Traveling With Pets!


Now that summer is in full swing, this is the time when a lot of families will be taking vacations. And sometimes that means bringing the entire family, pets included. Good planning goes a long way to ensuring a great vacation and if you are bringing the family animals along, it is always important to be prepared.

First off, how are you traveling? Car rides can be easy for most dogs and they generally tolerate them pretty well, but it is always worth it to give them a test run if you aren’t sure, especially if they are new to the family. No problems? You are ready to take off! Get your luggage, start the car and make sure everyone has their seatbelt fastened. Yes, this include your pooch. If they are small, often times they will be fine riding in a dog carrier, which can be easily fastened into a seatbelt. Larger dogs require special harnesses that can still give them some mobility, but will save them in the event of a sudden stop.

Going by air? This can be trickier, since the rules for flying with your dog can vary depending on the airline you fly. For example, some only allows dogs and cats that can fit into a carrier, with no larger dogs allowed. While others will allow large dogs, but only if they are in a kennel and flying with cargo. It is very important to check on this before booking a flight with your pet.

When traveling with your dog, always have food and especially water on-hand. You can buy a collapsible water bowl that works great for cats and dogs and is easily stowed away. On a long road trip? Make sure you stop often enough for your dog to stretch their legs and use the restroom and always keep a leash on them, no matter how well they are trained. They are in a new environment and you can’t always be prepared for how they may react.

On your vacation it is important to be aware of hotels that allow pets, since many of them will also have amenities catering towards pet owners, such as a designated lawn for dogs and waste bags. Best Western, La Quinta Inn and Days Inn are just a few of the more popular hotel chains that accommodate pets, but it is always best to call and head and ask since not every hotel in a chain allows them.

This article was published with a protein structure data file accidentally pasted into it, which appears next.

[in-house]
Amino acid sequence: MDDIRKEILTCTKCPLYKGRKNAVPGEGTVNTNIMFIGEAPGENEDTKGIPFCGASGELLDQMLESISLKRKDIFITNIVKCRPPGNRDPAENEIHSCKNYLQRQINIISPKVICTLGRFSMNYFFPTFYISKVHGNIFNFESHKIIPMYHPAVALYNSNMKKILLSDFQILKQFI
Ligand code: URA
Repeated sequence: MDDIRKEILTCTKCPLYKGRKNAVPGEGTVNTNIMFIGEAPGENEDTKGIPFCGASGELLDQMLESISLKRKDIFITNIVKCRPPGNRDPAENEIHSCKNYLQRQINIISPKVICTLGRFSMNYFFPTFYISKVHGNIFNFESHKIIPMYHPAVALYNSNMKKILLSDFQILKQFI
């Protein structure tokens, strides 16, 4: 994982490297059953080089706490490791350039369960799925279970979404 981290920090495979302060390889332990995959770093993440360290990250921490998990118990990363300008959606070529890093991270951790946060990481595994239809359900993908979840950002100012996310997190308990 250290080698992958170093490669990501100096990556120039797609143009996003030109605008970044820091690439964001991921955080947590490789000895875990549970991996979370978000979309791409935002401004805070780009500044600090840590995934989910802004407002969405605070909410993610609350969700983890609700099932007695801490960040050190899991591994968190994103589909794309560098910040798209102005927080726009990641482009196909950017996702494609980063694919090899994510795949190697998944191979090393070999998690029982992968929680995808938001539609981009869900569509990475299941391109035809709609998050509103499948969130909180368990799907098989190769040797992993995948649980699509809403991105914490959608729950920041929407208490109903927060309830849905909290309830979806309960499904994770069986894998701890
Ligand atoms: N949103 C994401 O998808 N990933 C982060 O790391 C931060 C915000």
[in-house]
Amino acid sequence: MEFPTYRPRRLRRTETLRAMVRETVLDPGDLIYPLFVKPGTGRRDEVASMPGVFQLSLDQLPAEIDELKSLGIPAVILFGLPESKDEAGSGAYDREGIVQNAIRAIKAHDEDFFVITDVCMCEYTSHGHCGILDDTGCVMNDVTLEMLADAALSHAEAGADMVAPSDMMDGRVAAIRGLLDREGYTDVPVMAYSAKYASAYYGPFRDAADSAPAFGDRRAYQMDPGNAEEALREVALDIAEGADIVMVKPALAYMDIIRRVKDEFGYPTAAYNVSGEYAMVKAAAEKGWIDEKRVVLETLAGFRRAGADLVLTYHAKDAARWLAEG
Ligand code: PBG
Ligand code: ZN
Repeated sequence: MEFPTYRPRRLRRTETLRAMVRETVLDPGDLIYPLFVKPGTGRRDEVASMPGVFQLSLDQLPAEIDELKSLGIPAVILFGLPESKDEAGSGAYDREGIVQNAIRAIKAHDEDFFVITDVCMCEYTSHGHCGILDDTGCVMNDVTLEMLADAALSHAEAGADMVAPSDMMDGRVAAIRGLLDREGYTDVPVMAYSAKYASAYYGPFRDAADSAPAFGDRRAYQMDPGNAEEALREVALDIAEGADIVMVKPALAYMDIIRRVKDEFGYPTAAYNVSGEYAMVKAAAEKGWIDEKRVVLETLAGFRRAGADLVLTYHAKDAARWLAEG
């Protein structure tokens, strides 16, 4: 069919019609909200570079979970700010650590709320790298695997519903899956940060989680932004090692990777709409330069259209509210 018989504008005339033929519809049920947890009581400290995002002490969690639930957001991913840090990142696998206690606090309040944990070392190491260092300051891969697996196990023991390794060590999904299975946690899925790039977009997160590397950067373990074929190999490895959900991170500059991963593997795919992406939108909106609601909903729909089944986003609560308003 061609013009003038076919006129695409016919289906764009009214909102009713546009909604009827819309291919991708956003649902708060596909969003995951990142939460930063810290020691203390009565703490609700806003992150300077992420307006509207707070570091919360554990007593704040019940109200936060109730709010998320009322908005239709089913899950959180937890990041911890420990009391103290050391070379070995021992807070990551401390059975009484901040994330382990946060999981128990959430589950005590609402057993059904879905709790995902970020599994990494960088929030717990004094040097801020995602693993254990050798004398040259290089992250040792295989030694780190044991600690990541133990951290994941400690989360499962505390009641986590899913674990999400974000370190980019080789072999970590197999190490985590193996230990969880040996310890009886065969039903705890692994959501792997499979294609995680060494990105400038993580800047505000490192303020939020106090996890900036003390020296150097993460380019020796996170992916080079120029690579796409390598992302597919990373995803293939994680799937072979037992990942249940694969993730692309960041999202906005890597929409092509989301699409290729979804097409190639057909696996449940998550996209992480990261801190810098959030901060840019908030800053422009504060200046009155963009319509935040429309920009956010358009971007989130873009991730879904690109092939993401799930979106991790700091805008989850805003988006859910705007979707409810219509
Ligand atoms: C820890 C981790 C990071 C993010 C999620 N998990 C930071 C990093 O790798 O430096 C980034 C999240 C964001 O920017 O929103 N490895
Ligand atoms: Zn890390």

It also helps to be aware of nearby veterinarians in whichever area you are staying. We take for granted that if something happens to us, an ambulance will get us to the nearest hospital, but it is on the pet owner to be prepared in the case of an emergency.

Finally, make sure your vacation itinerary isn’t going consist of leaving your pet alone for long periods of time. Being in a strange place by themselves can result in nervous or even destructive behavior. So if you brought your dog just to save on the cost of a pet hotel and plan to leave him alone for long periods of time, maybe you should consider saving up for a mini-vacation for him as well.

Traveling with your dog may seem like a lot of preparation, but being ready means enjoying a vacation with the entire family, furry relatives and all. We here at Espree hope everyone has a safe summer and enjoys their vacations, pets included.

Dog Overheating and How To Prevent It!


Summer is upon us. For many, that means vacations, pool parties, BBQ’s and heat. Sunburns, hot cars, sunstroke, dehydration; all the bad things that go along with the summer months. For many, this is a way of life, especially if you live farther south, but no matter where you call home, it is important to be aware that you might not be the only one suffering from the heat. Your pets are also going to need protection from the sun and like us, they too can easily overheat and even die if not properly taken care of.

First off, prevention. Let’s start with the biggest one out there that many people still do and is probably one of the most preventable issues. Never, ever leave your dog in a car, even with the windows cracked. In just 70 degree weather, the interior temperature of a car can reach up to a 104 degrees in half an hour. And that is just typical spring time weather. During the summer, it can climb into the 180’s. Your dog has no way of escaping this kind of heat and can easily overheat and even die if left in a hot car for too long. Don’t take the chance, even for a minute.

If your dog spends a lot of time outside in the yard, make sure they have a shaded place to relax, along with access to a plentiful source of water. In some states where the weather gets up to the 90’s and higher, you might want to consider bringing them inside if they are normally an outside dog.

This goes hand in hand when walking or playing with your dog in hot weather. A lot of them will continue to play and run with their owners simply to please them, not realizing they are close to overheating. Always keep a close eye on their condition at all times.

So let’s say you suspect your pooch of overheating, what are the symptoms and how can you help them? Obviously panting is a big giveaway, so if you notice it is excessive, get them some water and shade immediately. They could also be drooling, acting lethargic and feel hot to the touch. If you suspect your dog is overheating, apply cool (not cold), wet towels to their body. You can also rub alcohol on their paw pads and ears to help draw out excess heat. If your dog doesn’t improve, get them to a veterinarian immediately.

Remember, summer time can be fun for you and your animal family but always be aware of the dangers it brings. If you do bring your dog outside, ensure they always have access to water and shade and never overwork or play with them until they are exhausted. Stay vigilant, stay safe and enjoy the summer with your furry pals.